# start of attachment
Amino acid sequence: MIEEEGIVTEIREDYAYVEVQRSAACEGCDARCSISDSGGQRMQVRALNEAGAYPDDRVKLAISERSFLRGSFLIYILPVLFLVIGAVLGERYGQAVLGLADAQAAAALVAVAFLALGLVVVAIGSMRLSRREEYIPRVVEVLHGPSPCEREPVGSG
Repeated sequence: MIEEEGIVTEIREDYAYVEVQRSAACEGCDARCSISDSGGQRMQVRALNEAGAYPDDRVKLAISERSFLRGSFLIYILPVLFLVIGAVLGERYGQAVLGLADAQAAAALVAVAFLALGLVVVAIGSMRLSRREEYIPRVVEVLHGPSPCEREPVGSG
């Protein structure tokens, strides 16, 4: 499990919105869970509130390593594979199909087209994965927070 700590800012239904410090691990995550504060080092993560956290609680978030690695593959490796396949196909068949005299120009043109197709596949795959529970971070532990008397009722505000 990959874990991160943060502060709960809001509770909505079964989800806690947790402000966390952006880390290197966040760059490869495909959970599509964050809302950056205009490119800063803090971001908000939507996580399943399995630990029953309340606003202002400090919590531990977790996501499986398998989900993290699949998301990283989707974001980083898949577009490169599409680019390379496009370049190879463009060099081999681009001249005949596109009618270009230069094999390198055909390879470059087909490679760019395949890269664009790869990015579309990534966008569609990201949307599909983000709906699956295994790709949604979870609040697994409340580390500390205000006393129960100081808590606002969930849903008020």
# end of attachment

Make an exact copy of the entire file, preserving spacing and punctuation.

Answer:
Amino acid sequence: MIEEEGIVTEIREDYAYVEVQRSAACEGCDARCSISDSGGQRMQVRALNEAGAYPDDRVKLAISERSFLRGSFLIYILPVLFLVIGAVLGERYGQAVLGLADAQAAAALVAVAFLALGLVVVAIGSMRLSRREEYIPRVVEVLHGPSPCEREPVGSG
Repeated sequence: MIEEEGIVTEIREDYAYVEVQRSAACEGCDARCSISDSGGQRMQVRALNEAGAYPDDRVKLAISERSFLRGSFLIYILPVLFLVIGAVLGERYGQAVLGLADAQAAAALVAVAFLALGLVVVAIGSMRLSRREEYIPRVVEVLHGPSPCEREPVGSG
């Protein structure tokens, strides 16, 4: 499990919105869970509130390593594979199909087209994965927070 700590800012239904410090691990995550504060080092993560956290609680978030690695593959490796396949196909068949005299120009043109197709596949795959529970971070532990008397009722505000 990959874990991160943060502060709960809001509770909505079964989800806690947790402000966390952006880390290197966040760059490869495909959970599509964050809302950056205009490119800063803090971001908000939507996580399943399995630990029953309340606003202002400090919590531990977790996501499986398998989900993290699949998301990283989707974001980083898949577009490169599409680019390379496009370049190879463009060099081999681009001249005949596109009618270009230069094999390198055909390879470059087909490679760019395949890269664009790869990015579309990534966008569609990201949307599909983000709906699956295994790709949604979870609040697994409340580390500390205000006393129960100081808590606002969930849903008020």